Iraq assaults Iranian-backed militias accused of attacking US forces

BAGHDAD – Iraqi forces raided an Iranian-backed militia suspected of carrying out a series of rocket attacks against US forces, fulfilling the promise of the new prime minister to crack down on armed groups that have strained relations with states. United.

The Thursday night raid on the headquarters of the militia brigade, Khataib Hezbollah, was intended to “send a message that there is no red line and that no one is above the law and that everyone must be subject to it, “General Yahya Rasool, Prime Minister Mustafa al-Kadhimi’s military spokesman, said on Friday.

There have been at least four attacks on Iraqi military bases and in Baghdad’s Green Zone in the past two weeks. The attacks were thought to be directed at US forces at bases and the US embassy, ​​which is located in the fortified Green Zone.

The United States blamed the militia for a rocket attack in December that killed an American civilian contractor, and one in March that killed three service members, including two Americans and one Briton. Khataib Hezbollah denied responsibility for both attacks.

The United States carried out airstrikes against the group each time. The air strikes in January triggered a series of events that brought the United States to the brink of war with Iran and led to a resolution in Iraq’s Parliament to expel US forces.

The US airstrikes in March killed three members of the Iraqi security forces, increasing tensions with Iraq.

Mr. al-Kadhimi took office in May promising a new approach, which includes cracking down on government corruption and strengthening the rule of law. He also promised to protect foreign diplomatic missions and international forces that serve at the request of the Iraqi government.

Seen as closer to the United States than its predecessors, this month opened a strategic dialogue with Washington aimed in part at restoring the size and mission of US troops in Iraq and obtaining commitments for economic aid.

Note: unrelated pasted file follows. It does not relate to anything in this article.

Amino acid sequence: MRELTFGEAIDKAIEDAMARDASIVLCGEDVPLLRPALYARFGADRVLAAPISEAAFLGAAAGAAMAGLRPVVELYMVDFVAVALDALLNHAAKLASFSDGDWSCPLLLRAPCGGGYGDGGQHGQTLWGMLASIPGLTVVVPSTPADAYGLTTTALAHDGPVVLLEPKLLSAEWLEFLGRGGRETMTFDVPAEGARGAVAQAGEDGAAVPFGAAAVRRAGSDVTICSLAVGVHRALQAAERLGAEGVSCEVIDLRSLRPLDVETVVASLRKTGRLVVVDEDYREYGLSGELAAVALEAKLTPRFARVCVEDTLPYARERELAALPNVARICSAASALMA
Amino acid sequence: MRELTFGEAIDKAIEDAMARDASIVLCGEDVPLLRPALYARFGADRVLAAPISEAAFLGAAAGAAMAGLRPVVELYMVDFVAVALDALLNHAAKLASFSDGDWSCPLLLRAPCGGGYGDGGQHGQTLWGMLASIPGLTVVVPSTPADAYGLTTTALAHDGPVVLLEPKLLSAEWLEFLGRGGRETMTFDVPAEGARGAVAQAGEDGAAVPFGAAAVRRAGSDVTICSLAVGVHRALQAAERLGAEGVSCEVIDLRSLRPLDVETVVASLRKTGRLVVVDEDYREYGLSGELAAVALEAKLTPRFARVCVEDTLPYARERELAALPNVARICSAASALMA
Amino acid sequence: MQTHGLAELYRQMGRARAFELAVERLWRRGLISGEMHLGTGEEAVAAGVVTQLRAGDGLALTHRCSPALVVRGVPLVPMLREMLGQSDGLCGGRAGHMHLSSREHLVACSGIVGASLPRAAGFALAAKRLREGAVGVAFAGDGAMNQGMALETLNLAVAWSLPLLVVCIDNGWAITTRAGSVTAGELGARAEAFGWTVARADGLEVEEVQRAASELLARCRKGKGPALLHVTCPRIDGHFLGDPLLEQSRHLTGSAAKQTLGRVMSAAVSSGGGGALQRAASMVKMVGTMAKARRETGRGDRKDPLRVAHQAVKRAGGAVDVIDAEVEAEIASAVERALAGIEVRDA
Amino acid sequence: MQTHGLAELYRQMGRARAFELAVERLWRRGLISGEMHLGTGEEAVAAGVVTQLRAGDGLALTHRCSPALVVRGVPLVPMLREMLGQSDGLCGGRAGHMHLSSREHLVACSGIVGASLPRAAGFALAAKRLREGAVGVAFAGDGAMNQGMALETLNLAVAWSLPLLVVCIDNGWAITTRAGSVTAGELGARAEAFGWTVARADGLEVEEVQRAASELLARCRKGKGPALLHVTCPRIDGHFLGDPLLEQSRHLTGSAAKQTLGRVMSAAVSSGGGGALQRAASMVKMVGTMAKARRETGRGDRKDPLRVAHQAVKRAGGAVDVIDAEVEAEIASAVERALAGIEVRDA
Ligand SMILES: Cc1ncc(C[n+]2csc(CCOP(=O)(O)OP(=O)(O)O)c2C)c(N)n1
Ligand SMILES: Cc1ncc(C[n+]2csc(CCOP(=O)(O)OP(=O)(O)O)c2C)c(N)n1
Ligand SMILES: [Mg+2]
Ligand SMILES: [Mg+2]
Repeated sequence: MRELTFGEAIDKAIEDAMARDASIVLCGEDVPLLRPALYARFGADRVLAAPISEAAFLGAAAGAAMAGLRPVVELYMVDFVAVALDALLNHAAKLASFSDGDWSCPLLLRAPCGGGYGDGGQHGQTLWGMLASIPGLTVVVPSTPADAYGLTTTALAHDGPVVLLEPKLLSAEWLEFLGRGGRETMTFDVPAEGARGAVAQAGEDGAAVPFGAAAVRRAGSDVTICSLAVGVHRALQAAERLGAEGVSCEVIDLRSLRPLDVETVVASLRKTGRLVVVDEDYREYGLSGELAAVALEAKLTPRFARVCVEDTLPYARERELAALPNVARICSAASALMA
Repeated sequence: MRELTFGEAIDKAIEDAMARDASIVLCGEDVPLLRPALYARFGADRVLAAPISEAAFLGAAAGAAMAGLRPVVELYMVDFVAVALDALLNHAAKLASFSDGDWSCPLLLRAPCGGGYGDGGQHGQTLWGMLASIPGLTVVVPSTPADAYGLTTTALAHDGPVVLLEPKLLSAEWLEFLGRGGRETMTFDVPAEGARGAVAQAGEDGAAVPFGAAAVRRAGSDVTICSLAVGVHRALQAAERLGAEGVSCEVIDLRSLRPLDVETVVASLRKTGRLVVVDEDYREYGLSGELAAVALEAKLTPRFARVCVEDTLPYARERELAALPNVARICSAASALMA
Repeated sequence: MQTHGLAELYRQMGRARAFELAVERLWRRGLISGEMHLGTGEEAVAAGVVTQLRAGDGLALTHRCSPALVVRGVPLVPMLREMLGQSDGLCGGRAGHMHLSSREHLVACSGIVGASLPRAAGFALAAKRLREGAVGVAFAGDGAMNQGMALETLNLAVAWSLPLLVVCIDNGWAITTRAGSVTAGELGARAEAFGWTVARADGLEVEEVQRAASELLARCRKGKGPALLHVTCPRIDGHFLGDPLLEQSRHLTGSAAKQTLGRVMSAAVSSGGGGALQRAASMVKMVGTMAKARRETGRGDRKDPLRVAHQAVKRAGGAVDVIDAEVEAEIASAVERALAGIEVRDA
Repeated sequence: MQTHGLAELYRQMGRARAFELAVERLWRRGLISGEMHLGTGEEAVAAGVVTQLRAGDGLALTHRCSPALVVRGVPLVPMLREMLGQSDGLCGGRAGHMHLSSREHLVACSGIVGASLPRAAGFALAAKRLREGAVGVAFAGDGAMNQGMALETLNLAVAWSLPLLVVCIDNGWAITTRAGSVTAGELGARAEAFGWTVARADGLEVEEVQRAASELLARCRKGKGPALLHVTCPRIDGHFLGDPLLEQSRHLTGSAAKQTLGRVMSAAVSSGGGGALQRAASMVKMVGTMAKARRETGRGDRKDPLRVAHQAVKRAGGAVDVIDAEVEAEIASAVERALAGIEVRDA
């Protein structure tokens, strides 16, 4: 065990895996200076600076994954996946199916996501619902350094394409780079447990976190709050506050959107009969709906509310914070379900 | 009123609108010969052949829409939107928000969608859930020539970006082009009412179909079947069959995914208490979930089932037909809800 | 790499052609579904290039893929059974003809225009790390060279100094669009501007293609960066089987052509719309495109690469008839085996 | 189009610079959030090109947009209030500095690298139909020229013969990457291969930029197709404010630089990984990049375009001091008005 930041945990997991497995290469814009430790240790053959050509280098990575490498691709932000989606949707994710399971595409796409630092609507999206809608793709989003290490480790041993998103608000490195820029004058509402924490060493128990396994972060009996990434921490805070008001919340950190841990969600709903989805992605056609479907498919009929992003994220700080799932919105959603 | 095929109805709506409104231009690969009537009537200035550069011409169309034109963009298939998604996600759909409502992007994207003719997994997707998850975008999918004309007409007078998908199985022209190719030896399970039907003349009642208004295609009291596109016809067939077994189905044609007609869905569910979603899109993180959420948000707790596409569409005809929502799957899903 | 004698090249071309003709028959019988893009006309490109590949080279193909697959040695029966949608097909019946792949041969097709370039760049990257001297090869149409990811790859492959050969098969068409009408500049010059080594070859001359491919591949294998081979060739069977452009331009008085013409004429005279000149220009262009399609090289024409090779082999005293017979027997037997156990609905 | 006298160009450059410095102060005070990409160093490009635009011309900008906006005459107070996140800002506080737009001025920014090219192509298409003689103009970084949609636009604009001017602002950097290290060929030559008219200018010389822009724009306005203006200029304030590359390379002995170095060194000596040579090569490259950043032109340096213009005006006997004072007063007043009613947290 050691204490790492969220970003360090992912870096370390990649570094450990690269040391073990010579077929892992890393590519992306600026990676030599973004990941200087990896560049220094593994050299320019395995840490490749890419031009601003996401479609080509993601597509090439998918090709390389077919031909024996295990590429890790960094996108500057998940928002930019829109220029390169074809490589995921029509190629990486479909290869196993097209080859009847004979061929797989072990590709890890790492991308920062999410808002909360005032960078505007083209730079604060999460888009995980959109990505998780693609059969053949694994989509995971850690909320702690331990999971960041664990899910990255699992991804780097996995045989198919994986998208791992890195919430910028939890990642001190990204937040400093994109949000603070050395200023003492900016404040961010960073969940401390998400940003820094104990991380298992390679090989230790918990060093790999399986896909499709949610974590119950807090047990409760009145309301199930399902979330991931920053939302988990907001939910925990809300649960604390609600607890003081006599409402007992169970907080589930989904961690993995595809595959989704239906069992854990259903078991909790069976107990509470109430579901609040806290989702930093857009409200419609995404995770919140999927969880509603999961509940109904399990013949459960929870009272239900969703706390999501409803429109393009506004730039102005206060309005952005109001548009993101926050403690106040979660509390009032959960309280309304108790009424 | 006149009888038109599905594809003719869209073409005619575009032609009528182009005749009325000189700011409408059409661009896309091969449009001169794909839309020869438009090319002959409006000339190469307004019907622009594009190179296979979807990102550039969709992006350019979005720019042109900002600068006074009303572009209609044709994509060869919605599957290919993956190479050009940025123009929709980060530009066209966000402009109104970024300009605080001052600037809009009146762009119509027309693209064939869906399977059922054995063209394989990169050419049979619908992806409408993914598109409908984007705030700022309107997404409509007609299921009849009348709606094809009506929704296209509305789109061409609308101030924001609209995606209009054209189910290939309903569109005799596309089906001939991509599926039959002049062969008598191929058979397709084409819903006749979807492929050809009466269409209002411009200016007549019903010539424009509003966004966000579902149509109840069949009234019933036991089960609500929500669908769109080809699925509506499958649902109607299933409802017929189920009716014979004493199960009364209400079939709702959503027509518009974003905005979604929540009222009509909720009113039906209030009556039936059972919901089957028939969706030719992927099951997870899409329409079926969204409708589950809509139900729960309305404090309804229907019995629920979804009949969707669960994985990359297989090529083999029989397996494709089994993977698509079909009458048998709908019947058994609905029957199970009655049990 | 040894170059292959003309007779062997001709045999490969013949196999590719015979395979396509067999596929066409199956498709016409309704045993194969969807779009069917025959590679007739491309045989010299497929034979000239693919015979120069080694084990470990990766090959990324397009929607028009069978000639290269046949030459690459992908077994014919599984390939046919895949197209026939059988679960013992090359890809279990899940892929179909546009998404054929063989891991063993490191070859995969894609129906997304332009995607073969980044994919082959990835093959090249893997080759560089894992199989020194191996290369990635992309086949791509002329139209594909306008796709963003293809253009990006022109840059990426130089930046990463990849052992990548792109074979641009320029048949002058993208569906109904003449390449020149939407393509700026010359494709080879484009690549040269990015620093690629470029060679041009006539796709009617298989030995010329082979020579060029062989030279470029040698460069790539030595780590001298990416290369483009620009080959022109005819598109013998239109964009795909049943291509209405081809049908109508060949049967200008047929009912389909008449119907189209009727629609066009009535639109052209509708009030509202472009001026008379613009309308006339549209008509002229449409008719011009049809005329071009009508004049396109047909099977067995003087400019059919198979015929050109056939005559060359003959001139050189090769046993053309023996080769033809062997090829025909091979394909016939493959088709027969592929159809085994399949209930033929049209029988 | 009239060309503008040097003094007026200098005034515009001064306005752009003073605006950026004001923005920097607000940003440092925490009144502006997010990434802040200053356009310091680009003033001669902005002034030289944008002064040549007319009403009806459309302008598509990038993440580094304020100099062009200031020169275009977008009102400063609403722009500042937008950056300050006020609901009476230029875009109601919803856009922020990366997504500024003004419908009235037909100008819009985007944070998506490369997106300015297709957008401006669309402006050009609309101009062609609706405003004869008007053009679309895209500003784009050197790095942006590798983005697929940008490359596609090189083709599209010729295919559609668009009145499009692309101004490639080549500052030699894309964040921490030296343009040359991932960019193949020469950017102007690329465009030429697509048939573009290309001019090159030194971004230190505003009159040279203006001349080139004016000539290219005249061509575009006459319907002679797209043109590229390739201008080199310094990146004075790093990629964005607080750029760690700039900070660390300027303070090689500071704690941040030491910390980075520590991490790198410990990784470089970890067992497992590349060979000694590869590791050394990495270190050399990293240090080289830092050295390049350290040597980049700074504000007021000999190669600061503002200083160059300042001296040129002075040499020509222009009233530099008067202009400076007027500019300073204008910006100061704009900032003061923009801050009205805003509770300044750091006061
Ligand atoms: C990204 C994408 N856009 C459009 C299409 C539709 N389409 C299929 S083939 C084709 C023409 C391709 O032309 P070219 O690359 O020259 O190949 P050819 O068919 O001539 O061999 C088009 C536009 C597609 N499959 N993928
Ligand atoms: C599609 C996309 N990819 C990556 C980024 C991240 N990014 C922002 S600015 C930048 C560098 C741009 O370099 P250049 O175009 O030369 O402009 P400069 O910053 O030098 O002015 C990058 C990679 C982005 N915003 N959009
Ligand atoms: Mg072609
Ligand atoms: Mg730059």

By raiding Khataib Hezbollah, he became the first leader in the country to act against one of the Iranian-backed armed groups.

Iraqi counterterrorism forces detained 14 members of the militia, including a man who they said had been involved in previous rocket attacks and was believed to be planning another.

Armed groups, which were formed as voluntary militias to help fight the Islamic State in 2014, became national heroes in that war, which ended in 2018. Since then, many have proven to be an invaluable drag on the security forces. from the government, but some have. presented serious problems.

Of the more than 20 militias, only a few have close ties to Iran. But those groups, including Khataib Hezbollah, have become the most powerful. Most have political wings in the Iraqi Parliament, where they often press Iran’s interests.

Since 2017, the militias have been regularized and are now receiving wages, weapons and training from the Iraqi government.

Apparently they report to the Prime Minister, but in practice they maintain great independence. The legal status of some of these groups is murky because they are both part of the government security forces, but they also ignore Iraqi law.

Iran’s close ties to the militias, as well as to Iraq’s previous political leaders, inhibited efforts to act against the groups when they attacked Iraqi forces and the Green Zone. The powerlessness of the Iraqi government vis-à-vis Khataib Hezbollah became clear in January when several thousand militiamen marched in the Green Zone after the United States bombed Khataib Hezbollah bases in western Iraq.

Members of the group smashed the wall surrounding the United States embassy and set fire to some of the embassy guard posts. Then Prime Minister Adel Abdul Mahdi was slow to use force to protect the embassy, ​​and members of the militia left only after he promised to push through legislation to expel the US military.

Parliament passed a non-binding resolution demanding the departure of all international forces from Iraq, which has yet to be implemented.

While it is unclear what charges, if any, will come from Thursday’s raid, authorities said he sent a clear message to the militias.

“These parties do not want to be part of the state and its obligations and seek to remain outside the authority of the commander-in-chief of the constitutional and legal armed forces,” the Iraqi Joint Command said in a statement on Friday.

In addition, according to analysts, he sent a signal to the Iraqi police that the new prime minister was serious about law enforcement.

“Even if this operation does not lead to a legal or judicial outcome or ends with a political settlement or a judicial settlement,” Hosham al-Hashimi, an Iraqi security analyst, said, “he has still given the necessary message to the security forces.” . and the judiciary to allow them to overcome the fear barrier created by these armed groups. “

Falih Hassan contributed reports from Baghdad.